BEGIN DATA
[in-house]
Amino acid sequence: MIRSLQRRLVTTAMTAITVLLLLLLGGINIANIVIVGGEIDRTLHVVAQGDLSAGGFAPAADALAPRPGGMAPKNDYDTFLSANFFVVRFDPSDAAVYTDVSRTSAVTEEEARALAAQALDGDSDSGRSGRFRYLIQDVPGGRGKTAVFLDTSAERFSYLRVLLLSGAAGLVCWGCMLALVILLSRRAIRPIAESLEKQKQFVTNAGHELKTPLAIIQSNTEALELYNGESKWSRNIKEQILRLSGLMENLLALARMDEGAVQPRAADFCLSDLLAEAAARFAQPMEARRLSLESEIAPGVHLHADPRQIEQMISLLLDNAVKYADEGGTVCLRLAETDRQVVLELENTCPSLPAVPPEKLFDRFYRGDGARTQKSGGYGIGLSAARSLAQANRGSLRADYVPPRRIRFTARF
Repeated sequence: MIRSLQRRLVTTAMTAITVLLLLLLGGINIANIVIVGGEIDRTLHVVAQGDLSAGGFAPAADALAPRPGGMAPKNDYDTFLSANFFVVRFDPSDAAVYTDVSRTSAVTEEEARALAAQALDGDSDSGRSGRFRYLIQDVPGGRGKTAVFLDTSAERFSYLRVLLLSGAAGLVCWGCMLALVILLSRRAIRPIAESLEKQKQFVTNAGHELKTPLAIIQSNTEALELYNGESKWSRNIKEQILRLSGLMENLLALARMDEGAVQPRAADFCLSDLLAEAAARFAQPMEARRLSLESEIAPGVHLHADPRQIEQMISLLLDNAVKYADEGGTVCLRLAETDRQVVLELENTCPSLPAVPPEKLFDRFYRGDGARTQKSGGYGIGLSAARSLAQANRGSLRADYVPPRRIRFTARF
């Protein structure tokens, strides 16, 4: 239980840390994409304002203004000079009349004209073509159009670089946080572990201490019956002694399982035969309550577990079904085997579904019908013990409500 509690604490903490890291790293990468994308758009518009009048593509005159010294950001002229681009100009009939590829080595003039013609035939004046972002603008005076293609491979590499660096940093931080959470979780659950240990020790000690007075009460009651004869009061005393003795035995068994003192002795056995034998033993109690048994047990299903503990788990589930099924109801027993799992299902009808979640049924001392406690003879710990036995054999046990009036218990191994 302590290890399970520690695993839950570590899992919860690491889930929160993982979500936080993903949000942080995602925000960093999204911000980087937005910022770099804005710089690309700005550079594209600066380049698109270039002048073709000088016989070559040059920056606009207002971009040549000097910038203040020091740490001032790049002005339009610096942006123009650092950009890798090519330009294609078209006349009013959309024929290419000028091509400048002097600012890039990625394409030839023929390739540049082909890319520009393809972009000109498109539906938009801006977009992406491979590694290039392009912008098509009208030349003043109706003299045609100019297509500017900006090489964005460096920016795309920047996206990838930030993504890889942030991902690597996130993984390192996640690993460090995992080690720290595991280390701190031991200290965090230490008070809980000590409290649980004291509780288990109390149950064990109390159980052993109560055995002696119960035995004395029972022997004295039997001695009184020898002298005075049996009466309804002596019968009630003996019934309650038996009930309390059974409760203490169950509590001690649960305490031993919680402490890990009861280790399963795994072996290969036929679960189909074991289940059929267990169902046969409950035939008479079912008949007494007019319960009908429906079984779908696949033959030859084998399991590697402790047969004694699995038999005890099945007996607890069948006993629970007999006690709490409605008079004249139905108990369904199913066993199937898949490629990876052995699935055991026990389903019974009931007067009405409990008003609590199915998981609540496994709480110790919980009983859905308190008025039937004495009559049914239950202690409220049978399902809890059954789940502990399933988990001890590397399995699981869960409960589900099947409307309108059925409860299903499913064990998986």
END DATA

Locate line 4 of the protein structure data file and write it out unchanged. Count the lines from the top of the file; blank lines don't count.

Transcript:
């Protein structure tokens, strides 16, 4: 239980840390994409304002203004000079009349004209073509159009670089946080572990201490019956002694399982035969309550577990079904085997579904019908013990409500 509690604490903490890291790293990468994308758009518009009048593509005159010294950001002229681009100009009939590829080595003039013609035939004046972002603008005076293609491979590499660096940093931080959470979780659950240990020790000690007075009460009651004869009061005393003795035995068994003192002795056995034998033993109690048994047990299903503990788990589930099924109801027993799992299902009808979640049924001392406690003879710990036995054999046990009036218990191994 302590290890399970520690695993839950570590899992919860690491889930929160993982979500936080993903949000942080995602925000960093999204911000980087937005910022770099804005710089690309700005550079594209600066380049698109270039002048073709000088016989070559040059920056606009207002971009040549000097910038203040020091740490001032790049002005339009610096942006123009650092950009890798090519330009294609078209006349009013959309024929290419000028091509400048002097600012890039990625394409030839023929390739540049082909890319520009393809972009000109498109539906938009801006977009992406491979590694290039392009912008098509009208030349003043109706003299045609100019297509500017900006090489964005460096920016795309920047996206990838930030993504890889942030991902690597996130993984390192996640690993460090995992080690720290595991280390701190031991200290965090230490008070809980000590409290649980004291509780288990109390149950064990109390159980052993109560055995002696119960035995004395029972022997004295039997001695009184020898002298005075049996009466309804002596019968009630003996019934309650038996009930309390059974409760203490169950509590001690649960305490031993919680402490890990009861280790399963795994072996290969036929679960189909074991289940059929267990169902046969409950035939008479079912008949007494007019319960009908429906079984779908696949033959030859084998399991590697402790047969004694699995038999005890099945007996607890069948006993629970007999006690709490409605008079004249139905108990369904199913066993199937898949490629990876052995699935055991026990389903019974009931007067009405409990008003609590199915998981609540496994709480110790919980009983859905308190008025039937004495009559049914239950202690409220049978399902809890059954789940502990399933988990001890590397399995699981869960409960589900099947409307309108059925409860299903499913064990998986």